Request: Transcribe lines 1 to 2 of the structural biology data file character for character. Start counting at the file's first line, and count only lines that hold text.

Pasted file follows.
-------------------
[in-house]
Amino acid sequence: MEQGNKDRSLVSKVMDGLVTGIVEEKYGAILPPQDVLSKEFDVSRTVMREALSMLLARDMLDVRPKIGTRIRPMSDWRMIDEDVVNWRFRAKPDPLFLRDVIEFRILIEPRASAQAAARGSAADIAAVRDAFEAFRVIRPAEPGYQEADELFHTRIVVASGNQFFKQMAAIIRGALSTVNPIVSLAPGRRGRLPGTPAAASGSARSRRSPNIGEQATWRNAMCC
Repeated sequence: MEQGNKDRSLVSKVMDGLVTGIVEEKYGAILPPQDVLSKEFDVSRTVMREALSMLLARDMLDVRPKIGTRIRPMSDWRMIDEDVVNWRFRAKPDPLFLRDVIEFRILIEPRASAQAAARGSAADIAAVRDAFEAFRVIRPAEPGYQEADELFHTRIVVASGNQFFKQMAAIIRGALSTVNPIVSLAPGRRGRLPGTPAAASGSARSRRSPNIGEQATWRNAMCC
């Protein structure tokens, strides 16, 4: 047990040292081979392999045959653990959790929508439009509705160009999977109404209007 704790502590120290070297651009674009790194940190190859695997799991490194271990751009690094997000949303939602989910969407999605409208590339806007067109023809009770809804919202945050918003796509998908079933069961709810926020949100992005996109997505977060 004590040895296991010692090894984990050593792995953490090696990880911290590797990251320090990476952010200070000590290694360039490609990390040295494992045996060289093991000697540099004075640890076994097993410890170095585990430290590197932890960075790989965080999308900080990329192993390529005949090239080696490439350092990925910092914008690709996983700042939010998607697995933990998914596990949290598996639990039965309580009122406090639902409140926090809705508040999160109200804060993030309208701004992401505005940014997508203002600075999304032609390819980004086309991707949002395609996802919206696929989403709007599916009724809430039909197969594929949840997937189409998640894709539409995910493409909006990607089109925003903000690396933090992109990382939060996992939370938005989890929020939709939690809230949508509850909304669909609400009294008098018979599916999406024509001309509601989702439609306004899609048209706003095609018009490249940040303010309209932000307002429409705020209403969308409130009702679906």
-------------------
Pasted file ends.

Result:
[in-house]
Amino acid sequence: MEQGNKDRSLVSKVMDGLVTGIVEEKYGAILPPQDVLSKEFDVSRTVMREALSMLLARDMLDVRPKIGTRIRPMSDWRMIDEDVVNWRFRAKPDPLFLRDVIEFRILIEPRASAQAAARGSAADIAAVRDAFEAFRVIRPAEPGYQEADELFHTRIVVASGNQFFKQMAAIIRGALSTVNPIVSLAPGRRGRLPGTPAAASGSARSRRSPNIGEQATWRNAMCC